The research design for this project is comparative. The project will generate evidence that is descriptive [ethnography, observational] and collects original data using observation [personal observation] and survey research [semi-structured or informal interviews]. Other sources of data include written narratives (autobiographies, biographies) found via the web and solicitations. The target population of interest is minority female undergraduates, graduate students, and early to mid- career professionals in STEM.
We developed five protocols for open-ended, semi-structured interviews with members of the following groups: professionals and graduate students who persisted in STEM; professionals and graduate students who left STEM; program staff; students in programs; and faculty. We also developed an observation protocol for classes and study groups. Data to be collected from minority women include: 95 narratives (75 persisters, 15 switchers), 16 life story interviews, and 4 site visits (2 exemplary, 2 traditional).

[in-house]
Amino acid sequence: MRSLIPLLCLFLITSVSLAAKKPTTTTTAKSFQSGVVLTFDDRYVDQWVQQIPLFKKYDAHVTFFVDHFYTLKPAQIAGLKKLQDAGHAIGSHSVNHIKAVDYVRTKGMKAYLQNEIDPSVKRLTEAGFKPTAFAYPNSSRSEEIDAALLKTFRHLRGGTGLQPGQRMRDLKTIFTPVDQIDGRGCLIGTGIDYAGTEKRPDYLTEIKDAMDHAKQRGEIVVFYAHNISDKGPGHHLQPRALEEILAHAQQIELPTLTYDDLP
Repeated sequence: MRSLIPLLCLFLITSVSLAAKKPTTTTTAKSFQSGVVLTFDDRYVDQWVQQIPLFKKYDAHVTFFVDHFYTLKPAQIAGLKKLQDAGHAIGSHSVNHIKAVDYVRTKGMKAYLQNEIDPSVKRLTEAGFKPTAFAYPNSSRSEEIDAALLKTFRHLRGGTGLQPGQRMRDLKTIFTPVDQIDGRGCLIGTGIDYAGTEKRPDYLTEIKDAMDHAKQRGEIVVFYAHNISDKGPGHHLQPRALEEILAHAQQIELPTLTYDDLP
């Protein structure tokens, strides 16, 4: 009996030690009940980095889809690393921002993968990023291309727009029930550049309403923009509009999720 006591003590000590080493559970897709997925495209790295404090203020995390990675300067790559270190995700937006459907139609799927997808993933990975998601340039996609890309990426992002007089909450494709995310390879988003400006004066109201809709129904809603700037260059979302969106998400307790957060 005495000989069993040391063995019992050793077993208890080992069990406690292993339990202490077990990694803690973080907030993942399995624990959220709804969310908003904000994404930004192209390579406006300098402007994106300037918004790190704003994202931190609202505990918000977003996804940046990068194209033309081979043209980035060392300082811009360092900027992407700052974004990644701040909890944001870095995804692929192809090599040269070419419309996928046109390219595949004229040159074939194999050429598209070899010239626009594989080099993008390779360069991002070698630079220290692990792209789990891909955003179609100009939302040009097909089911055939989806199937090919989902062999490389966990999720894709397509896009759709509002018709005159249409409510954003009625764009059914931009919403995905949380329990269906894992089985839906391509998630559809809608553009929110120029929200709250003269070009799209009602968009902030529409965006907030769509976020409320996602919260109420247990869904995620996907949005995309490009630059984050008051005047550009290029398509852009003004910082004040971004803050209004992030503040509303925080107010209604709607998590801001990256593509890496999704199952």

Using narrative analysis, the researchers will construct a matrix from the narrative data that inductively tracks factors (codes) that influence minority women’s participation in STEM in college, graduate school, and early careers. They will then group and order the codes by themes, interpret them, and elaborate a theory about overarching factors that advance women of color through STEM higher education and into STEM professions. To analyze the programmatic ethnographic and interview data, the team will apply grounded theory (Glaser & Strauss 1967).